Like wood and natural fibers, plants are an indispensable feature of Nordic interior design. They play a central role in creating that serene, in-touch-with-nature atmosphere that characterizes these homes. After all, just looking at greenery is relaxing.
Natural shades of green go with any color palette. In fact, in many monochrome Nordic decor interiors, green plants are the only color. Favorite species tend to be green-foliage only plants with clean, bold lines that complement simple, streamlined furniture and uncluttered spaces.
I’ve profiled six of these plants here. If you’re a fan of Scandinavian design magazines and blogs, you’ve probably seen some of them around.
While I was making up this list, I took an accidental survey of some friends of mine and wanted to share a few of their insightful comments on choosing houseplants. 😉
“One was injured and I felt sorry for it.” – Swedish friend, on adopting two rubber plants.
“I just asked them for something I couldn’t kill easily.” – Danish friend, on buying three snake plants.
And now on with the list…
Snake Plant (Sansevieria Trifasciata)
This common houseplant owes its popularity largely to the fact that it’s extremely low maintenance. It can survive irregular watering and low light levels, and rarely attract bugs. It also efficiently cleans your air of toxic volatile organic compounds (VOCs) that come from a variety common household sources, such as new carpet. Its variegated, gently rippled leaves stand in tall spikes that can break up the horizontal lines of the sofa and coffee table.
Rubber Plant (Ficus elastica decora)
Another common potted plant, the rubber plant comes in several varieties. The broad, oval leaves droop a little, giving the plant a relaxed, casual look. Their dark green tone (depending on the variety) and leathery surface help them fit into rooms that have a darker color palette or a more masculine vibe.
Taller plants look great framing interior doorways or standing by bookshelves. While this plant fairly tolerant of a variety of conditions, it prefers sun, and dislikes cold drafts and being over-watered. This seemingly modest houseplant will happily grow into a 30-meter tree if given enough space, so keep that in mind when you pot it. More often, grown indoors in a small container, they reach between 1 to 3 m tall.
Cacti and Succulents
Cacti, especially smaller species, are surprisingly common in Scandinavian interiors despite their American Southwest look. They work will in terrariums or in small groupings on a sunny window sill.
Cacti are drought-tolerant, but that doesn’t mean they can put up with anything. They need plenty of sun, good drainage, and correct (read: not too much) watering. A few good choices are the spherical golden barrel cactus (Echinocactus grusonii), the fuzzy, columnar nivosus cactus (Echinocereus nivosus), and the pink-flowered rose pincushion cactus (Mammillaria zeilmanniana).
Even more common are succulents without spines or prickles. Some good picks are just about anything from the Echeveria genus, hens and chicks (Sempervivum tectorum or and sometime Echeveria elegans), spikey zebra haworthia (Haworthia fasciata), coral jade plant (Crassula ovata ‘Coral’ or ‘Gollum’), and stubby-leaved Pachyveria Opalina.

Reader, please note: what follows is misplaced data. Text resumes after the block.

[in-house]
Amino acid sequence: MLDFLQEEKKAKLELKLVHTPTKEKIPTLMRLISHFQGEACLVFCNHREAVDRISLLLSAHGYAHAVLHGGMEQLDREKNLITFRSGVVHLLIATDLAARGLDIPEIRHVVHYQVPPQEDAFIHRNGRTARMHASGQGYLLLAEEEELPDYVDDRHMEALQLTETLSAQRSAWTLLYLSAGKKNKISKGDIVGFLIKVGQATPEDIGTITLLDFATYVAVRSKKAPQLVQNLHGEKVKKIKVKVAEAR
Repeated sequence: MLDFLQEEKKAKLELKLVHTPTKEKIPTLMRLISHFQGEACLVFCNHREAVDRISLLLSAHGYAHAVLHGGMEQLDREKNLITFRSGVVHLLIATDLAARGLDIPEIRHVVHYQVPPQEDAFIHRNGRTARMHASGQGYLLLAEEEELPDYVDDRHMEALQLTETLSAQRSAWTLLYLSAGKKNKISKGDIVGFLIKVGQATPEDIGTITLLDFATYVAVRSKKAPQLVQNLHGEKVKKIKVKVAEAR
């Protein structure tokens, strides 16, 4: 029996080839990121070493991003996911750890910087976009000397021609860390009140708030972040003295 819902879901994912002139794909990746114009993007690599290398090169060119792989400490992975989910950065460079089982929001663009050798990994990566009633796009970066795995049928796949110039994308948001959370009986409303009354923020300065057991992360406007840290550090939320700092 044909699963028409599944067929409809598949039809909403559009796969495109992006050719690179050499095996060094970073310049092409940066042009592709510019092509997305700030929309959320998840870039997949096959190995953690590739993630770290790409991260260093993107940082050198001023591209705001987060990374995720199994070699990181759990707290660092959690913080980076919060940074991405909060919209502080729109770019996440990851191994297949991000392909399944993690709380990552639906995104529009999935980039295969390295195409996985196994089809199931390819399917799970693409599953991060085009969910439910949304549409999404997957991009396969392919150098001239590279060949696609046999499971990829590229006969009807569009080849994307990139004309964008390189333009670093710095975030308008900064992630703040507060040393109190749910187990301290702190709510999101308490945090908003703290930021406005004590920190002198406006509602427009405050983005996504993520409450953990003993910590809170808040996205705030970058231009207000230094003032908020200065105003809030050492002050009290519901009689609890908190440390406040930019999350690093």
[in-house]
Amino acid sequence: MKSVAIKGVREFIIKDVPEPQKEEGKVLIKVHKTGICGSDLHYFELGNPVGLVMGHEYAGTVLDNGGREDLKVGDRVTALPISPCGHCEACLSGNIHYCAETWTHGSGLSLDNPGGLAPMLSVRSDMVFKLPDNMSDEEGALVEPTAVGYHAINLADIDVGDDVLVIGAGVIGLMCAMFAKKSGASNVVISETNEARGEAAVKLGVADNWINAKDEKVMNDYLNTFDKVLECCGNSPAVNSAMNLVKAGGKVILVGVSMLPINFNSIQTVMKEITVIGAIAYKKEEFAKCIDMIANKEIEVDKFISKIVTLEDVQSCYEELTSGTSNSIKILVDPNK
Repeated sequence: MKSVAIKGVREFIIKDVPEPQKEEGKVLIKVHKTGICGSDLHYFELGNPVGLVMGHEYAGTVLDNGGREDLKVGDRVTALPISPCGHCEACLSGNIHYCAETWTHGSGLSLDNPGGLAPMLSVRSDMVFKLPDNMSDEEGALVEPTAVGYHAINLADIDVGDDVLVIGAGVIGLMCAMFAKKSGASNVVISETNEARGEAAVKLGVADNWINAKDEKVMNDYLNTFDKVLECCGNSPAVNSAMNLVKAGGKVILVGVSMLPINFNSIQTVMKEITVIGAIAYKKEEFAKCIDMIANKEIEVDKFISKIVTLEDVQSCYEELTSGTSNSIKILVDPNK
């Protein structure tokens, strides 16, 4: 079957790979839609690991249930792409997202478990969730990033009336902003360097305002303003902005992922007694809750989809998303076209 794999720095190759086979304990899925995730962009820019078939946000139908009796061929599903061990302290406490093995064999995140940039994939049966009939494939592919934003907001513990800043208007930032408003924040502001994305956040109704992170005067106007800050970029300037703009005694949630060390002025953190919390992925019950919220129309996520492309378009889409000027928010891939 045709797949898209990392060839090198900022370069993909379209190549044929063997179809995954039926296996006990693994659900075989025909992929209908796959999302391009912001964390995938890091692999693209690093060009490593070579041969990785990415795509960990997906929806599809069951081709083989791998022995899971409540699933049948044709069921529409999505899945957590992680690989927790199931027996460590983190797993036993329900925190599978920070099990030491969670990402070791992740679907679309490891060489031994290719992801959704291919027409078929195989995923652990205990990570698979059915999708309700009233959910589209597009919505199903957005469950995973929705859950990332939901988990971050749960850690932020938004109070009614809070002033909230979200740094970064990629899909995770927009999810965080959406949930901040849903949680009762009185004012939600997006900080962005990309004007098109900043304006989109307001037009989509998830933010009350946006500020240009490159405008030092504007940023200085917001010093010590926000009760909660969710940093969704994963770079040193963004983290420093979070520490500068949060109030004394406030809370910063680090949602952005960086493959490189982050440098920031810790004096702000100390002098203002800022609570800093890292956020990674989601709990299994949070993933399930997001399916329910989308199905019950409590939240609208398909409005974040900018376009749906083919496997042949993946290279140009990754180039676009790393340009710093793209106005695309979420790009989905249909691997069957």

Air plants (Tillandsia) are popular for their ability to grow anywhere with the need for soil, so they can be placed in glass, wire, and other decorative planters that can’t hold dirt or water. They only need to be soaked periodically.
Hardy Schefflera (Schefflera actinophylla)
Also known as the umbrella plant, schefflera lends a room a touch of a tropical air and the whimsical arrangement of its leaves give it a playful look that works well in a casual kitchen or living room. Contrary to their name, schefflera aren’t that hardy. To survive, it needs bright but indirect light and regular weekly water. There are several varieties to choose from, so you can a plant with the color and leave-shade you want.
Million Hearts (Dischidia ruscifolia)
This plant takes its name from the tiny heart-shaped leaves that grow along its long, trailing shoots. The spring-grass green leaves are interspersed with white star-shaped flowers. Its growth pattern can be a little wild, especially in the case of younger, smaller plants, so it’s a good choice if you’re looking for a plant with a little personality, rather than something neat and restrained. Because it naturally takes its moisture from the air, it needs high humidity and dislikes wet feet.
Common Fig (Ficus carica)
Although not especially common as a house plant, a fig brings an element drama when grown in a pot and allowed to grow into its natural lanky form. The big, bold leaves have a distinctive shape reminiscent of sunny Southern European gardens. Indoors, can reach several meters, so it’s perfect for filling vertical height in a room with a high ceiling. It needs a sunny, south-facing window with a full day of light to stay healthy. Even indoors, it will often try to grow fruit, but there’s no guarantee the fruit will ripen.
For a minimalist look, try a single specimen of an eye-catchy plant such as schefflera or fit. For a more lush look will still achieving good visual balance, arrange your plants groups of three, five or another odd number, and vary the height and color.